Agriculture, Environment and Climate Change

Agriculture is a key economic pillar of international development, contributing significantly to country GDP, economic growth and providing livelihoods and support to millions of families through enhanced food security, nutrition and income. Agricultural productivity is however largely affected by the complex interface between the environment and people’s activities.
The role of nature in maintaining a balanced ecosystem in which biodiversity is most productive is critical for ensuring survival of the current and future generations- a factor that has long been acknowledged by most African traditional cultures and passed down through folklore such as stories and proverbs. However industrialization, modernization and the limitless appetite for materialism in modern society has led to dangerous and exploitative actions mainly by powerful individuals and entities which threaten to disrupt the delicate ecosystem balance and pose a risk to human, plant and animal life. A net result of these unguarded actions on the natural environment and ecosystem is extreme climate variability evidenced through centuries of record keeping of land and sea surface air temperature, pressure, precipitation frequency and levels temperature, pressure, rainfall, hail, aridity, wind, tornados and cyclones . The resultant climate change effects being realized today are in a large part due to human activity as well as natural causes. The net effect of environmental damage is climate change with tragic consequences including depletion air and water quality, increased incidence of communicable and lifestyle diseases, increased inter-tribal conflicts, increased poverty, and natural disasters such as droughts and flooding.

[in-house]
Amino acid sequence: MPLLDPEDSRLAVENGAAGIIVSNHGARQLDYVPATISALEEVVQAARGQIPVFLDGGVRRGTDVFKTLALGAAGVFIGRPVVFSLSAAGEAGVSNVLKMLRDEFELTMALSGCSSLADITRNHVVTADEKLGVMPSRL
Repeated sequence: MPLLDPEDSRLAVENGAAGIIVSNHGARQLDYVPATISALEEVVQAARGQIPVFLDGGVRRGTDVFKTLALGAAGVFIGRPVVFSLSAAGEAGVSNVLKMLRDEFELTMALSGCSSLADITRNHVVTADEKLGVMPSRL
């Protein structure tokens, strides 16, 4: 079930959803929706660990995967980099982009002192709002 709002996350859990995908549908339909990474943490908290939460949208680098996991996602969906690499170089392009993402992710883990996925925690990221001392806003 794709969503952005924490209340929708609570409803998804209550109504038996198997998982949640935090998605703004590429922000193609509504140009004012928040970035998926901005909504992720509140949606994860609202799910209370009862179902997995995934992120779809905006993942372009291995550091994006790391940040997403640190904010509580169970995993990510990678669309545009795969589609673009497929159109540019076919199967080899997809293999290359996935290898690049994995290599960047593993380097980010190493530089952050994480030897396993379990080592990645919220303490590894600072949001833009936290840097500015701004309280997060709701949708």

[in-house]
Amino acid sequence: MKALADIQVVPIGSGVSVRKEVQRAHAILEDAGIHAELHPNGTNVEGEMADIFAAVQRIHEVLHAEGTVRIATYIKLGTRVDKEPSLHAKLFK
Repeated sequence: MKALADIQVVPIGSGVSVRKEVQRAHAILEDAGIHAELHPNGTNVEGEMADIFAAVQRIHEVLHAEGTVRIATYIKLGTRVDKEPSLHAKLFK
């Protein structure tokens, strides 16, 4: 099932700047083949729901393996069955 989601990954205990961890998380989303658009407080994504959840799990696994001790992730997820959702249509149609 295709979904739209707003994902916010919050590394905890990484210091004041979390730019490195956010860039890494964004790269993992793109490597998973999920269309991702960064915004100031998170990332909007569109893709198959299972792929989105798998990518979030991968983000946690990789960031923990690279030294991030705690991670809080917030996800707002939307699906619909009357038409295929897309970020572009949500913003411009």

Measure Africa’s extensive experience in the Agriculture, Environment and Climate sectors are focused on providing evidence based monitoring and evaluation activities to support government development and implementing partner projects in Africa and the rest of the developing world. Using mixed methods approaches, MA seeks to help partners understand their contributions to various efforts in these sectors as well as any potential or realized impacts so far. MA has conducted farmer household surveys focusing on rural household agricultural and horticultural productivity, rural household nutrition and dietary diversity; cross border trade monitoring frameworks; evaluation policy development for regional trading blocks; research on climate information users and providers; poverty-environment nexus studies (multi-country) and cost effectiveness monitoring of development partner inputs in various subsectors including dairy development , horticulture, micro-enterprise development. Our clients include: UNDP, UNEP, Countries where we have worked in this area include Kenya, Angola, Morocco, Mali, Rwanda and Tanzania.